3. Bum notes

In the aftermath of US atom-bombs being dropped on Japan in 1945, the idea of nuclear energy hit the world’s headlines, and became the hot topic of discussion amongst scientists and pseudo-scientists alike. Some people, however, failed to understand the science behind the atom. Alfred W. Lawson, an American cult-leader and amateur scientific theorist, had the insane idea that all atoms were actually alive and that, when military scientists used them to create explosions, all they were really doing was forcing them to squeeze out a gigantic fart, whose blast was so great it could destroy entire cities. Believing that millions of these ‘living atoms’ (which he dubbed ‘menorgs’) were contained within the Earth’s core, he thought that by manipulating the direction and duration of their digestive gases, humanity could send our planet wherever we wished it to go – the Earth would thus become a huge spacecraft, flying through space by the force of its own colossal farting.

4. Monkey business

August Strindberg was a well-known Swedish playwright, but he really wanted to be known for his achievements in the field of science, not literature. One way he did this was by repeatedly claiming credit for the discoveries of others – according to him, he had discovered x-rays ten years before their actual discovery by Wilhelm Roentgen in 1895, but had never bothered to tell anyone. Even worse were the ‘scientific’ ideas he really did come up with! One bright idea of Strindberg’s was that gorillas were not really apes at all, but the hybrid descendants of a ship-wrecked sailor who had once been stranded alone on a desert-island with an ordinary female monkey which he had taken as his wife after getting a bit lonely as the years passed by. His ‘proof’ was that he for some reason possessed a close-up photograph of the palm of an elderly sailor which, he thought, looked extraordinarily like another photograph he inexplicably owned showing a close-up of the hand of a gorilla. He enjoyed showing visitors these two pictures and detailing his theory; apparently, most people agreed with him, but this was probably only because they were too scared not to.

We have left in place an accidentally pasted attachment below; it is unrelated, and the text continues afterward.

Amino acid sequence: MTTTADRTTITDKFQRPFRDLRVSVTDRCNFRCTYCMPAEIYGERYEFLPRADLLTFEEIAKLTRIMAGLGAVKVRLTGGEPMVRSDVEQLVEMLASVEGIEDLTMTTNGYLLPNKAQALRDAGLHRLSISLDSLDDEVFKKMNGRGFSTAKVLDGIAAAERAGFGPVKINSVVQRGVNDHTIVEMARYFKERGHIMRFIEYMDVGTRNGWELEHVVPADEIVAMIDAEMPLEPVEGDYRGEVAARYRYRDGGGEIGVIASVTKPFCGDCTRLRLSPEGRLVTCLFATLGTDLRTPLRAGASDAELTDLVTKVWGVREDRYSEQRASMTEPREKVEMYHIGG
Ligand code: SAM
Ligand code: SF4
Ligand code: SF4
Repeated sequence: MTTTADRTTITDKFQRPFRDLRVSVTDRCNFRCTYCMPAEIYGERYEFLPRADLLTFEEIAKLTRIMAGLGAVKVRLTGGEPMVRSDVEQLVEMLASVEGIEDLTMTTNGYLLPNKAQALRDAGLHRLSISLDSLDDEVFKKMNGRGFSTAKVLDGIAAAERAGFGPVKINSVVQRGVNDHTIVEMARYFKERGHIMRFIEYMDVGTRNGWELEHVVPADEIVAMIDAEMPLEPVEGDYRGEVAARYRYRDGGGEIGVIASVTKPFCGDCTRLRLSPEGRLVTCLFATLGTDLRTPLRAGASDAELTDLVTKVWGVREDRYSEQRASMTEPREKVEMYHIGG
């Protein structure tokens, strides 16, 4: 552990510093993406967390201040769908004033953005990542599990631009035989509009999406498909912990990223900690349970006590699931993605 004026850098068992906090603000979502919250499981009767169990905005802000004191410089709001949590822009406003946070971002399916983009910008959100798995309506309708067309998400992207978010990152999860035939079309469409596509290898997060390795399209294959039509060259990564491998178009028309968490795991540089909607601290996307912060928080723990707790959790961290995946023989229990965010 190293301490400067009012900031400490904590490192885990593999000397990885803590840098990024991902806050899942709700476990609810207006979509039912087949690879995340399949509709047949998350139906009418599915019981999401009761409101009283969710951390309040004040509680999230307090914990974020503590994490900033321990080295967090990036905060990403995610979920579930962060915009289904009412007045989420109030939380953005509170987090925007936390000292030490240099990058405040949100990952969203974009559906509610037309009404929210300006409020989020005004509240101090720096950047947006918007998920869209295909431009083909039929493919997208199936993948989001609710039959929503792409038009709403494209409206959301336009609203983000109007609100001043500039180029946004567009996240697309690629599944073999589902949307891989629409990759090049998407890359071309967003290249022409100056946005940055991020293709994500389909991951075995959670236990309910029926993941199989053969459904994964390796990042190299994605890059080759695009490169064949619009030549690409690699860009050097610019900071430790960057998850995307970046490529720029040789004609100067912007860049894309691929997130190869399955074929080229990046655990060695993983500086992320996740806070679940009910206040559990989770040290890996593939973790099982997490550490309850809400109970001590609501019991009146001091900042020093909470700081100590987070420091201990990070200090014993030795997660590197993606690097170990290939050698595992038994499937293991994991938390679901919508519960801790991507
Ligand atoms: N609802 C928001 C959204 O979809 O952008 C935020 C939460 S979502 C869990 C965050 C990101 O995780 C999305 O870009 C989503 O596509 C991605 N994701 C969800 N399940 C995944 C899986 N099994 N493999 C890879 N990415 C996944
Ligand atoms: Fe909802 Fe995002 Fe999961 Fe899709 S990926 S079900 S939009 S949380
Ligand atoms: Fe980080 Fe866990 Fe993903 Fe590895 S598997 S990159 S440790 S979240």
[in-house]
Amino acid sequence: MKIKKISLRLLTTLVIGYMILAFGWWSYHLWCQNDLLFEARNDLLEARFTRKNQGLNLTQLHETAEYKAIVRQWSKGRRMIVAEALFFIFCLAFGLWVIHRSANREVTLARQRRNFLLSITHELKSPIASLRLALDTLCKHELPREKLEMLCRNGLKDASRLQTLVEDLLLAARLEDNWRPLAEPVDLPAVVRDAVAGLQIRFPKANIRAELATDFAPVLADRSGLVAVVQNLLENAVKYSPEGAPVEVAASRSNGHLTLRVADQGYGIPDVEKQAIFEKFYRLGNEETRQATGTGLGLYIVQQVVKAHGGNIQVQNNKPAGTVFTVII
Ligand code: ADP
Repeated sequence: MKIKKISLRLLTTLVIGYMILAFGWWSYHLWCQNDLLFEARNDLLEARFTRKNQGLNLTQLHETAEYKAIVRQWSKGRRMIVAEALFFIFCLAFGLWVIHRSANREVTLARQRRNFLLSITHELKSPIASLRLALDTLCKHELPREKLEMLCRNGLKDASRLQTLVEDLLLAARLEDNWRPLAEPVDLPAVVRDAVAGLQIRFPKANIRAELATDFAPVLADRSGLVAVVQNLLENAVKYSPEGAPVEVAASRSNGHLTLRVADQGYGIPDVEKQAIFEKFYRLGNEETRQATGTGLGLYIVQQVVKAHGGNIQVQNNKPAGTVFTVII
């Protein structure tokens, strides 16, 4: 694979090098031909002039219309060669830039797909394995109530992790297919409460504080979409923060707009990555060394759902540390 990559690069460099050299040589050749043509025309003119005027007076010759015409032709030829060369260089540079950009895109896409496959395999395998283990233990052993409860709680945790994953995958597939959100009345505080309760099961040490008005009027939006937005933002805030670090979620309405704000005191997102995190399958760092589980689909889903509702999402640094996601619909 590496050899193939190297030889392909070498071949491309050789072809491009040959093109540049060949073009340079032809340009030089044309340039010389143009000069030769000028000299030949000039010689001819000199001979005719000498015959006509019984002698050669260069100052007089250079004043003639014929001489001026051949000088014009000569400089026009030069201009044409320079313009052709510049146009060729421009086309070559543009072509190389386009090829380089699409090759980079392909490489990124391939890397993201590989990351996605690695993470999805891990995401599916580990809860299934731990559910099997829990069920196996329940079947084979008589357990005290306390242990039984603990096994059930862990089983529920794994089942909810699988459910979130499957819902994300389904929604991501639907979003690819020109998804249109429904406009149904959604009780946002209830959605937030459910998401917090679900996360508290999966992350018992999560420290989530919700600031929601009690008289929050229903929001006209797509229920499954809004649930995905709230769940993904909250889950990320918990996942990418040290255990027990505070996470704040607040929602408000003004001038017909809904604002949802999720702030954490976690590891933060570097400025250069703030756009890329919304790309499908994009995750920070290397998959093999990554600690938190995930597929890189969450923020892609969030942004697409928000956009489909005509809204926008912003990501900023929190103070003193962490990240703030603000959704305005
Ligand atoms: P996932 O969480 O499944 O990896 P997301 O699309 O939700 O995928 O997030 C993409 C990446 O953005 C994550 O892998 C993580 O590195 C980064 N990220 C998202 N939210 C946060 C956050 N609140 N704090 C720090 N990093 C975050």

Richard Lower transfusion

Richard Lower transfusing blood into a man’s arm from a lamb in 1667

5. Poor lamb